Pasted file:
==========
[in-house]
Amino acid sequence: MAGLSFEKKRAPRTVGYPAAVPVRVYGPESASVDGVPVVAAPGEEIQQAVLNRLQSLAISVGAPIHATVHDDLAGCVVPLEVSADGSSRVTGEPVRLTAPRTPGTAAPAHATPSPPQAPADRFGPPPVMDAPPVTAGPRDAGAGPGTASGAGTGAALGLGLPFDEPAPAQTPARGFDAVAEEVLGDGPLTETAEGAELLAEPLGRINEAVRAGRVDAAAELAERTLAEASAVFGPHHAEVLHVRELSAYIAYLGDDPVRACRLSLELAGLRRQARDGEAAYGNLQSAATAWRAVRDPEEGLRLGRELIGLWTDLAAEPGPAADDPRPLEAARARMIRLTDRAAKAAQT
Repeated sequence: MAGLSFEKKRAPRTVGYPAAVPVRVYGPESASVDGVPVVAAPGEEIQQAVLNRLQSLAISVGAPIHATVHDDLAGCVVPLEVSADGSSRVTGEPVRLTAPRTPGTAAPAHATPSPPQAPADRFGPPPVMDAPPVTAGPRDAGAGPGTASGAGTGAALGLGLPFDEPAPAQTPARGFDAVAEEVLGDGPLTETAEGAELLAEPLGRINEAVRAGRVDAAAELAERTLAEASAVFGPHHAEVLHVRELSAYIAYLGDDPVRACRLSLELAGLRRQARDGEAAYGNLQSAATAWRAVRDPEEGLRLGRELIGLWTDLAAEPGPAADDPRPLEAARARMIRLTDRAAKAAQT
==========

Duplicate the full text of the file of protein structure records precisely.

[in-house]
Amino acid sequence: MAGLSFEKKRAPRTVGYPAAVPVRVYGPESASVDGVPVVAAPGEEIQQAVLNRLQSLAISVGAPIHATVHDDLAGCVVPLEVSADGSSRVTGEPVRLTAPRTPGTAAPAHATPSPPQAPADRFGPPPVMDAPPVTAGPRDAGAGPGTASGAGTGAALGLGLPFDEPAPAQTPARGFDAVAEEVLGDGPLTETAEGAELLAEPLGRINEAVRAGRVDAAAELAERTLAEASAVFGPHHAEVLHVRELSAYIAYLGDDPVRACRLSLELAGLRRQARDGEAAYGNLQSAATAWRAVRDPEEGLRLGRELIGLWTDLAAEPGPAADDPRPLEAARARMIRLTDRAAKAAQT
Repeated sequence: MAGLSFEKKRAPRTVGYPAAVPVRVYGPESASVDGVPVVAAPGEEIQQAVLNRLQSLAISVGAPIHATVHDDLAGCVVPLEVSADGSSRVTGEPVRLTAPRTPGTAAPAHATPSPPQAPADRFGPPPVMDAPPVTAGPRDAGAGPGTASGAGTGAALGLGLPFDEPAPAQTPARGFDAVAEEVLGDGPLTETAEGAELLAEPLGRINEAVRAGRVDAAAELAERTLAEASAVFGPHHAEVLHVRELSAYIAYLGDDPVRACRLSLELAGLRRQARDGEAAYGNLQSAATAWRAVRDPEEGLRLGRELIGLWTDLAAEPGPAADDPRPLEAARARMIRLTDRAAKAAQT